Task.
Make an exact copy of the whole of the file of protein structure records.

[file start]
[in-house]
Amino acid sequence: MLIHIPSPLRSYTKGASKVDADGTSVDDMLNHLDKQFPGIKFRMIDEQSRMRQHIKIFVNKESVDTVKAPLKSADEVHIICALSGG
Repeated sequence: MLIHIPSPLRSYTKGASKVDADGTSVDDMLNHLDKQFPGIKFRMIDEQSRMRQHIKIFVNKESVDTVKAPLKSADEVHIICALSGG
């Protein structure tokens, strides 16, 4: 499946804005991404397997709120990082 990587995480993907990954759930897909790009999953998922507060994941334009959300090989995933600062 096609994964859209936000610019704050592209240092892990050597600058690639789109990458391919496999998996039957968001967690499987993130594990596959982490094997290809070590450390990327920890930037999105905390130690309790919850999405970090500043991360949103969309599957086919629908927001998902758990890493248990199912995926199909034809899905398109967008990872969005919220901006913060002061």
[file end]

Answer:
[in-house]
Amino acid sequence: MLIHIPSPLRSYTKGASKVDADGTSVDDMLNHLDKQFPGIKFRMIDEQSRMRQHIKIFVNKESVDTVKAPLKSADEVHIICALSGG
Repeated sequence: MLIHIPSPLRSYTKGASKVDADGTSVDDMLNHLDKQFPGIKFRMIDEQSRMRQHIKIFVNKESVDTVKAPLKSADEVHIICALSGG
């Protein structure tokens, strides 16, 4: 499946804005991404397997709120990082 990587995480993907990954759930897909790009999953998922507060994941334009959300090989995933600062 096609994964859209936000610019704050592209240092892990050597600058690639789109990458391919496999998996039957968001967690499987993130594990596959982490094997290809070590450390990327920890930037999105905390130690309790919850999405970090500043991360949103969309599957086919629908927001998902758990890493248990199912995926199909034809899905398109967008990872969005919220901006913060002061």